7

I'm trying to plot a function with pgfplots for LaTeX. Unfortunately, pgfplots plots the function incorrectly. Here is the LaTeX code I use:

\begin{figure}[H]
\centering
\begin{tikzpicture}
    \begin{axis}[xlabel=Gameplays,ylabel=Rating]
        \addplot+[gray,domain=1:30]
        {0.5 + 0.5 * ((atan(x) * 2 / pi)^11.79)};
    \end{axis}
\end{tikzpicture}
\caption{Omzetten van aantal gameplays tot impliciete rating}
\label{fig:omzetten_impliciete_ratings}
\end{figure}

Here is how the function should look like:

This is how it is plotted:

Does anyone know what I do wrong?

Thanks in advance!

  • Hi @Jan, welcome to tex.sx. Note that you original question was now migrated to this site. You might want to connect your stackoverflow.com account with your tex.sx account. You can do at your user page. I'm closing the other one for now. – Martin Scharrer Mar 8 '11 at 13:44
14

TikZ uses degrees instead of radians (yes, yes, I know ...). So you need to replace pi by 180 (or, as Jake suggests in the comments, replace atan(x) by rad(atan(x)); the rad function converts degrees to radians).

\documentclass{minimal}

\usepackage{pgfplots}

\begin{document}

\begin{tikzpicture}
    \begin{axis}[xlabel=Gameplays,ylabel=Rating]
        \addplot+[gray,domain=1:30]
        {0.5 + 0.5 * ((atan(x) * 2 / 180)^11.79)};
    \end{axis}
\end{tikzpicture}
\end{document}

This produces:

PGFPlots with degrees

which looks a lot more like what you want (the numbers on your graph are a little small for me so I compared with the output I get from gnuplot using your function and it looks right when compared with that).

  • @Andrew: I don't know pgfplots very well but it's possible to use gnuplot with pgfplots, no? – Alain Matthes Mar 8 '11 at 14:08
  • 2
    Or you can replace atan(x) with rad(atan(x)), which might be useful if you have more complicated functions and don't want to change all the coefficients. – Jake Mar 8 '11 at 14:09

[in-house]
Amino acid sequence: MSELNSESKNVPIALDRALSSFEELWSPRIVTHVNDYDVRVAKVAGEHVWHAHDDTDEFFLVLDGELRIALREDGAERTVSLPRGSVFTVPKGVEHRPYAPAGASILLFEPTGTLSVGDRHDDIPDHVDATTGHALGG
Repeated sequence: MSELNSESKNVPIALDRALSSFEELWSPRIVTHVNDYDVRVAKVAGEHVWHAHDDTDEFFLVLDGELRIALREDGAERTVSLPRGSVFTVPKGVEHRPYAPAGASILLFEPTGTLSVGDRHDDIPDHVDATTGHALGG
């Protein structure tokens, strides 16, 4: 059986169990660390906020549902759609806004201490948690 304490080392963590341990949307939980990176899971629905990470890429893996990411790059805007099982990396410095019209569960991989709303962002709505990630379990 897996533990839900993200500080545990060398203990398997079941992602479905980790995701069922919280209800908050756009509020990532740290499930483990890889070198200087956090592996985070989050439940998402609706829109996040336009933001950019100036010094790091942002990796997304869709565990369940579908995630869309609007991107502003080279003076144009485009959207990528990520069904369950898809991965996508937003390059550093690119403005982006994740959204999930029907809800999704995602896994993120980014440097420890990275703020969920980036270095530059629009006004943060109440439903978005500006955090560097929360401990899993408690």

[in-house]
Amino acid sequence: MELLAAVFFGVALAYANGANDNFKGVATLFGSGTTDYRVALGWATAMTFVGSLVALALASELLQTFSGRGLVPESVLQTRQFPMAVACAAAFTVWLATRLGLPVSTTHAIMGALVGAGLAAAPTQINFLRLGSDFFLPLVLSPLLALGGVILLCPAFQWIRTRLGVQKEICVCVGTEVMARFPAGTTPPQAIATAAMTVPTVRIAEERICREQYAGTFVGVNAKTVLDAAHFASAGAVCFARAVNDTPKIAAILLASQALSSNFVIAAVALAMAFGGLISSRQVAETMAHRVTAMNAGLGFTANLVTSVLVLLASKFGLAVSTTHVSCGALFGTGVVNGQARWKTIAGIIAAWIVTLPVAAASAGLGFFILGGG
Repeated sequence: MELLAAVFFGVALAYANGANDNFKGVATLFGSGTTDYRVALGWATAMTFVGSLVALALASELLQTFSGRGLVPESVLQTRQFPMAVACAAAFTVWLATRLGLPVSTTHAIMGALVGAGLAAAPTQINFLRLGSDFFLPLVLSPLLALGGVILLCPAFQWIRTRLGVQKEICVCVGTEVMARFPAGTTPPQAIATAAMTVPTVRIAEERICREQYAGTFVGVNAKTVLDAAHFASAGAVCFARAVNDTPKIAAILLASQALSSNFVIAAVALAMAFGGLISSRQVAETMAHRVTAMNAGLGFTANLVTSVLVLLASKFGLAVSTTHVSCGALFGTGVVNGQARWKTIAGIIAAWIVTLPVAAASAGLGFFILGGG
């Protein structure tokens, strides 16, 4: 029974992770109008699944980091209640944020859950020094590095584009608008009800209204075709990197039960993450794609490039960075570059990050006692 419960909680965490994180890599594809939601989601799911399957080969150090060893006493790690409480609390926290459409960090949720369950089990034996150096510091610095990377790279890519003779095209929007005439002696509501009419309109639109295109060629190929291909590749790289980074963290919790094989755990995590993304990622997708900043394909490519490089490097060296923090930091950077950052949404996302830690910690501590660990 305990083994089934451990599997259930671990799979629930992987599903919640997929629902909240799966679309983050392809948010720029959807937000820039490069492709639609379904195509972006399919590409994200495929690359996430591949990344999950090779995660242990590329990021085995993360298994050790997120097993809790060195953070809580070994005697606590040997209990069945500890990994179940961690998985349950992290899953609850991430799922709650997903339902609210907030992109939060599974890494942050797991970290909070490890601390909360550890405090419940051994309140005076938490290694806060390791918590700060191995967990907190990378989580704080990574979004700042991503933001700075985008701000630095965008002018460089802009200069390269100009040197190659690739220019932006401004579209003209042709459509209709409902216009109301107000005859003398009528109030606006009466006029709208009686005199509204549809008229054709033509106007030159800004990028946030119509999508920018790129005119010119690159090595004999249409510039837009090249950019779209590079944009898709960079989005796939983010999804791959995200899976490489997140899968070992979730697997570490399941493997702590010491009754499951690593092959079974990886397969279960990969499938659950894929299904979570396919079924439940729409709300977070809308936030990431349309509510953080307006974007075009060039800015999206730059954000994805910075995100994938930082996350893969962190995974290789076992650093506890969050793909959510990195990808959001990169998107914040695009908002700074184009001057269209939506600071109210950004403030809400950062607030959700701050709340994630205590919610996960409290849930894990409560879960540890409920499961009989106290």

• @Altermundus: Nor do I! But I've run into the radians/degrees issue with TikZ often enough that it was the first thing I thought of when I saw atan and it seemed to fix it. – Loop Space Mar 8 '11 at 14:13
  • @Jake: Yes, good point. I'll edit that in as an alternative. – Loop Space Mar 8 '11 at 14:13
  • 1
    @Jan you might want to accept this answer, since it directly addressed your problem. – Alan Munn Mar 8 '11 at 14:54
10

This is old but I found it when I had the same problem. Now there is a new solution called trig format plots=rad.

\begin{axis}[trig format plots=rad]
...

See the manual section 4.3.3 Computing Coordinates with Mathematical Expressions.


Just for search engines: pgfplots, trigonometric functions, radian, degree, wrong result, wrong plot

4

Only for information. This is not an answer but I try your function with tkz-fct (tkz-fct works with tikz and gnuplot).

pgfplots is more complete and sophisticated package than tkz-fct.

\documentclass[11pt]{article}
\usepackage{amsmath}
\usepackage{tkz-fct}

\begin{document}

\begin{center}
\begin{tikzpicture}
        \tkzInit[xmin=0,xmax=30,,xstep=5,
                 ymin=0.4,ymax=1,ystep=0.1]
        \tkzAxeXY 
        \tkzGrid
        \tkzFct[domain=1:30]{0.5 + 0.5 * ((atan(\x) * 2 / pi)**11.79) }
\end{tikzpicture}
\end{center}

\end{document

}

enter image description here

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